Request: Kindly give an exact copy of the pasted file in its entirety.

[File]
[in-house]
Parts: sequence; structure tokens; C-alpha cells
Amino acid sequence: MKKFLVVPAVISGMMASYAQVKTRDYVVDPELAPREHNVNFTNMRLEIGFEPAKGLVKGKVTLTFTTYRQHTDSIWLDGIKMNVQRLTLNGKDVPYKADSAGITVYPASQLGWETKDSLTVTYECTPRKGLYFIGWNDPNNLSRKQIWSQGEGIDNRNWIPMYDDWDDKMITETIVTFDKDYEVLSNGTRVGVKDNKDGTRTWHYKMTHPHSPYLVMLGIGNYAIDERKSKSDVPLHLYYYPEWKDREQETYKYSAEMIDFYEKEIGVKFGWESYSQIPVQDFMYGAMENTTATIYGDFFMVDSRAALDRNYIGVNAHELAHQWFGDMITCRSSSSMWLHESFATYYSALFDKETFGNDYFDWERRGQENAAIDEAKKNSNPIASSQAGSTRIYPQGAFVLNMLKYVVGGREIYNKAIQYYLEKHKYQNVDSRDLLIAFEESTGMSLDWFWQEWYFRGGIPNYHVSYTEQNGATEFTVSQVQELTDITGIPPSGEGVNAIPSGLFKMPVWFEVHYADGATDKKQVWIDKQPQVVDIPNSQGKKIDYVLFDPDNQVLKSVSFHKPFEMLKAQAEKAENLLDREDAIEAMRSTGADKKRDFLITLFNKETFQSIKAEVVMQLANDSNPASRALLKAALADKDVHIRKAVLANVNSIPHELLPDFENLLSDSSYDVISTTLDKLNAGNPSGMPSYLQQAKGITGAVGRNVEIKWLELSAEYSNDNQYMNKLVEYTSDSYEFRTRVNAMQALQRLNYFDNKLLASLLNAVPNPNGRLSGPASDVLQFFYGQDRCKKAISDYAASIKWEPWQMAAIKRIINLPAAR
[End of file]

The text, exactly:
[in-house]
Parts: sequence; structure tokens; C-alpha cells
Amino acid sequence: MKKFLVVPAVISGMMASYAQVKTRDYVVDPELAPREHNVNFTNMRLEIGFEPAKGLVKGKVTLTFTTYRQHTDSIWLDGIKMNVQRLTLNGKDVPYKADSAGITVYPASQLGWETKDSLTVTYECTPRKGLYFIGWNDPNNLSRKQIWSQGEGIDNRNWIPMYDDWDDKMITETIVTFDKDYEVLSNGTRVGVKDNKDGTRTWHYKMTHPHSPYLVMLGIGNYAIDERKSKSDVPLHLYYYPEWKDREQETYKYSAEMIDFYEKEIGVKFGWESYSQIPVQDFMYGAMENTTATIYGDFFMVDSRAALDRNYIGVNAHELAHQWFGDMITCRSSSSMWLHESFATYYSALFDKETFGNDYFDWERRGQENAAIDEAKKNSNPIASSQAGSTRIYPQGAFVLNMLKYVVGGREIYNKAIQYYLEKHKYQNVDSRDLLIAFEESTGMSLDWFWQEWYFRGGIPNYHVSYTEQNGATEFTVSQVQELTDITGIPPSGEGVNAIPSGLFKMPVWFEVHYADGATDKKQVWIDKQPQVVDIPNSQGKKIDYVLFDPDNQVLKSVSFHKPFEMLKAQAEKAENLLDREDAIEAMRSTGADKKRDFLITLFNKETFQSIKAEVVMQLANDSNPASRALLKAALADKDVHIRKAVLANVNSIPHELLPDFENLLSDSSYDVISTTLDKLNAGNPSGMPSYLQQAKGITGAVGRNVEIKWLELSAEYSNDNQYMNKLVEYTSDSYEFRTRVNAMQALQRLNYFDNKLLASLLNAVPNPNGRLSGPASDVLQFFYGQDRCKKAISDYAASIKWEPWQMAAIKRIINLPAAR